We’re likely to make our requests late on the night of the 6th. I’ve got the whole day the 7th set aside to read material. If I don’t get yours that day and I want it, you’re not putting yourself into the best situation. I’ll still read it. But it won’t get it’s natural spot in order (my natural plan would be to read the ones I’m most excited about first) This will change for 2017. I don’t yet know in what way.
What books do you like? Please. Where do I start? I’ve read about 15 books in the last four months. Most of them have been great. I posted the front page of my kindle on twitter. If I showed you the second page, it would be a lot more SF than the fantasy on the first page. My goodreads is here if you want to see what I’ve read lately. (2017 note: The books have changed, but the sentiment has not.)
Is there a chance that you’d pick a mentee without reading the full book? No. This does not apply to every mentor–a couple might pick off of a partial, or even just a first chapter. But we will read the full. I may read it twice.
How much cursing is too much? What if I don’t have any? After the second draft of my last book–the first time I showed it to anybody–my brother told me I had used up my quota of F Bombs. He was at chapter 11 at the time. Did I mention my brother spent eleven years in the infantry? So yeah…there were too many. I cut them down. But I swear a lot in my books. Dan swears less in his. The bottom line is it doesn’t matter, if it fits the voice. It’s all about voice. Some characters curse, some don’t. It’s up to you to make the character believable, which ever way you decide to go.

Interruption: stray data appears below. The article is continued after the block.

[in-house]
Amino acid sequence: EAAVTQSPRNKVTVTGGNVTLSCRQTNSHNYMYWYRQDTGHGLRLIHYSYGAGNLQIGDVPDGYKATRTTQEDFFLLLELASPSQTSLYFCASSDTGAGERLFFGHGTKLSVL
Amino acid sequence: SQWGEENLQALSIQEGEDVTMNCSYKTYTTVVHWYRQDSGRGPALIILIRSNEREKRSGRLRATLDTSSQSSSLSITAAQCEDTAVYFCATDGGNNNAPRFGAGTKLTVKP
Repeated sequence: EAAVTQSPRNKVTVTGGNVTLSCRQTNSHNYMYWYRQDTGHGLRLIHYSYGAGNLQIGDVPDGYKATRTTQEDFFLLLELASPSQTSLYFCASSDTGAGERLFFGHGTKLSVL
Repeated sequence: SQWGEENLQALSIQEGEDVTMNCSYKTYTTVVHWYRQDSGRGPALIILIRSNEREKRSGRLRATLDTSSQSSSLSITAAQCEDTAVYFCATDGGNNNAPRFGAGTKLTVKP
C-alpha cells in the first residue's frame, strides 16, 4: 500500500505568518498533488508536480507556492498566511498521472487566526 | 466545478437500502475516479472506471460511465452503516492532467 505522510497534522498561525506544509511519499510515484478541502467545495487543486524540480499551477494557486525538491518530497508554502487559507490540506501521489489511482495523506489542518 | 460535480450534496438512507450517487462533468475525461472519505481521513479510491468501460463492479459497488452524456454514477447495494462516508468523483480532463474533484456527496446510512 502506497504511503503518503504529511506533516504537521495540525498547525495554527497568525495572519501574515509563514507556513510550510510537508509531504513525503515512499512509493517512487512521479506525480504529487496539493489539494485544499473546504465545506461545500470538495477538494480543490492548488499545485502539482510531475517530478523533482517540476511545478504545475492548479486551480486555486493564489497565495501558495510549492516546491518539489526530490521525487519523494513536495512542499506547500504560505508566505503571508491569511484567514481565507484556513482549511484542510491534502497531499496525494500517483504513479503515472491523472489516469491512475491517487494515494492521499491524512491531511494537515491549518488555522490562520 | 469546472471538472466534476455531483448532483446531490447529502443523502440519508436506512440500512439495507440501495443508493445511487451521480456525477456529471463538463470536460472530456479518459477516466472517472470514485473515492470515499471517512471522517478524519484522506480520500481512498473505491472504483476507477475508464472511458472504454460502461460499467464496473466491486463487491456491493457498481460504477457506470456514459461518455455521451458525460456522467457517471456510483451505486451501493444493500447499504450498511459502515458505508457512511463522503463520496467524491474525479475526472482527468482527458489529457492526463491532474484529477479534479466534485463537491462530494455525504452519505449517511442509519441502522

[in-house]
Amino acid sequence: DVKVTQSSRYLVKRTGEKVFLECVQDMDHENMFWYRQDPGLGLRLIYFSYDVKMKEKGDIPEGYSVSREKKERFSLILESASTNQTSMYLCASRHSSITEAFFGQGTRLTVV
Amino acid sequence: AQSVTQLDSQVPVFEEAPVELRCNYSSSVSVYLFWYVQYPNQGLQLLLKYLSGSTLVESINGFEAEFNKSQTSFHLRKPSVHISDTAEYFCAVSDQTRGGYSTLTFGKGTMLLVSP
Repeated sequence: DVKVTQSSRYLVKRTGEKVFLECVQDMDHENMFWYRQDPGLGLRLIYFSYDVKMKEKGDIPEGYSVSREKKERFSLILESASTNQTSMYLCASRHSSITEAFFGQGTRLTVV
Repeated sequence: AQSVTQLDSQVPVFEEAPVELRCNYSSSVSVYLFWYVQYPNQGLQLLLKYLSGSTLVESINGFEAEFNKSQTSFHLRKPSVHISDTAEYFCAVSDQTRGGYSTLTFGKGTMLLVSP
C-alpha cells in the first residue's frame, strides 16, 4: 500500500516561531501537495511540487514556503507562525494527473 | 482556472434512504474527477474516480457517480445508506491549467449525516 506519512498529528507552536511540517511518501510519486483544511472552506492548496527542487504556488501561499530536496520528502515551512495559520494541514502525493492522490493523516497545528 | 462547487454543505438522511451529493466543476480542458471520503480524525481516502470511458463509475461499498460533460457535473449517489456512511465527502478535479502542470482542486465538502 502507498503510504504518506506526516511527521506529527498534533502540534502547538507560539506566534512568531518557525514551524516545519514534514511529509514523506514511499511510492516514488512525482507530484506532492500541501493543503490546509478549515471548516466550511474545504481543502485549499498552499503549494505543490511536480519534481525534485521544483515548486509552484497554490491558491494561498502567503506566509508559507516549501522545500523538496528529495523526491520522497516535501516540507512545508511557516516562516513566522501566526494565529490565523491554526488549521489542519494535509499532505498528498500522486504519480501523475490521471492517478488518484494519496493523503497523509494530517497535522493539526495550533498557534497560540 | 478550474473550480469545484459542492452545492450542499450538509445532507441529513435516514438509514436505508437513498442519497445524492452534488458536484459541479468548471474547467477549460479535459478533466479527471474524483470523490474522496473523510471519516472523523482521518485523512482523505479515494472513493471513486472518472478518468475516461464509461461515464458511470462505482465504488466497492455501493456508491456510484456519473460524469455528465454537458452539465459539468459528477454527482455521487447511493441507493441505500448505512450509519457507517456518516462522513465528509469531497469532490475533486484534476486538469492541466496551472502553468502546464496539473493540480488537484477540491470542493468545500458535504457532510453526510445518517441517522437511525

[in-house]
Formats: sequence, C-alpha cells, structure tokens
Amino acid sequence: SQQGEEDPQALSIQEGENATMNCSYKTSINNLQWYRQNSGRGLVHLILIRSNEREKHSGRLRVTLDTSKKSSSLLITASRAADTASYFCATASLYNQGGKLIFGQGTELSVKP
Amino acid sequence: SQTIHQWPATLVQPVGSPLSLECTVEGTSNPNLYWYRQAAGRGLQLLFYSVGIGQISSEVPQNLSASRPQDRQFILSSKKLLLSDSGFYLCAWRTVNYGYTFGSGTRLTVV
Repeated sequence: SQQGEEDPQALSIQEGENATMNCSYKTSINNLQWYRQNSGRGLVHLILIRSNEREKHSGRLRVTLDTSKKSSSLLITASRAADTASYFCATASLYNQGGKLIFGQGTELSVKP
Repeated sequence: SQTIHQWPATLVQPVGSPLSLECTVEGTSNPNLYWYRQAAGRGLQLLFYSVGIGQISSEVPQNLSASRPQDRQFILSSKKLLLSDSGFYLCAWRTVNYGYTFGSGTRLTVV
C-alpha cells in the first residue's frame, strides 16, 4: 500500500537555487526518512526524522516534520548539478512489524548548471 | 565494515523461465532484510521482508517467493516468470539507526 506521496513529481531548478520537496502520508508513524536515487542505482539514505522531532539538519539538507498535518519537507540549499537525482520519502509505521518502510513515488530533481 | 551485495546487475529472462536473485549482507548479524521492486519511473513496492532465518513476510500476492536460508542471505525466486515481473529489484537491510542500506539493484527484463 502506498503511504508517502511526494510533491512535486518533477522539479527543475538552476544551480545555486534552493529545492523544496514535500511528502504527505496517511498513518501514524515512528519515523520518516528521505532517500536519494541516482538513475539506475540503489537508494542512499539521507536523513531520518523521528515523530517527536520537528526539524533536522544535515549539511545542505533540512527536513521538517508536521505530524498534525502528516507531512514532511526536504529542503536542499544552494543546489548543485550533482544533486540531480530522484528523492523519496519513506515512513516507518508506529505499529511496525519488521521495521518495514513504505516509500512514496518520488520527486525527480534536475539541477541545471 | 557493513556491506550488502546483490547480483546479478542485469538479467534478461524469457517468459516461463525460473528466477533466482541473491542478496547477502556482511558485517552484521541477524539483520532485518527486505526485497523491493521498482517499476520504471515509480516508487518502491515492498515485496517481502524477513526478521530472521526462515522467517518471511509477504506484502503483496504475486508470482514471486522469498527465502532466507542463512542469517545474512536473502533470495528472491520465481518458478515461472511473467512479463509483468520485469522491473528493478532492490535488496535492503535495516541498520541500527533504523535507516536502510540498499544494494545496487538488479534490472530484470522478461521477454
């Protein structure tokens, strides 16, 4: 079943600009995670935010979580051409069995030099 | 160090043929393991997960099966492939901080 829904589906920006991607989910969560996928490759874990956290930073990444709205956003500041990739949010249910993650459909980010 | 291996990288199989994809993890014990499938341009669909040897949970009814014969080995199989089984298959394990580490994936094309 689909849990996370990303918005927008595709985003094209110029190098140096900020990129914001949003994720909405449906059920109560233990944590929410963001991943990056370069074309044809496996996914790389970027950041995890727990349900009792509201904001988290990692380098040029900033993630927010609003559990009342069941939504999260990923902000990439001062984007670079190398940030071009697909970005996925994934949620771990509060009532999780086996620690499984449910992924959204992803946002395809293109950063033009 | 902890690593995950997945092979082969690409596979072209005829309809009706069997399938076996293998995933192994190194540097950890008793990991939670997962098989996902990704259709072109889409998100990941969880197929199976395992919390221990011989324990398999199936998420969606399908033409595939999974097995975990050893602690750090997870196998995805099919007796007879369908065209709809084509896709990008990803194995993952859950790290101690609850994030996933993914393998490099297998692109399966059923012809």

Should I have comps in my query? There are a dozen permutations of this question, but only one answer. It doesn’t matter to me. Have them if they fit, or don’t have them if you don’t want to. It will not affect our Pitch Wars decision at all. If your pages are good, once we read them, if we think there are comps that help for your query, we’ll add them in before you query agents. Queries are easy to fix.
You’re a soldier and Dan’s a scientist. Would you be interested in modern thrillers about war or science? Definitely no on modern war. Lots of reasons I don’t care to discuss, plus one reason I will. I can’t watch war movies because I spend the entire movie picking apart what’s not right. For science, it’s more complicated. We are definitely interested in near-future techno thrillers, but if you’re writing ‘hard’ near-future SF, your science has to make sense. Like you probably need to be a scientist. This wouldn’t apply universally — we can suspend disbelief for something like cyborgs or cloning or neural implants or whatever cool thing you come up with. But Dan is a geneticist. So that can work for you, if you’re close–he can help you dial it in–but it can work against you if your science makes us cringe. Sorry — that was a complicated answer. Because, you know, it’s complicated. But there is zero chance that I’m going to take on a military book set in modern times as part of Pitch Wars.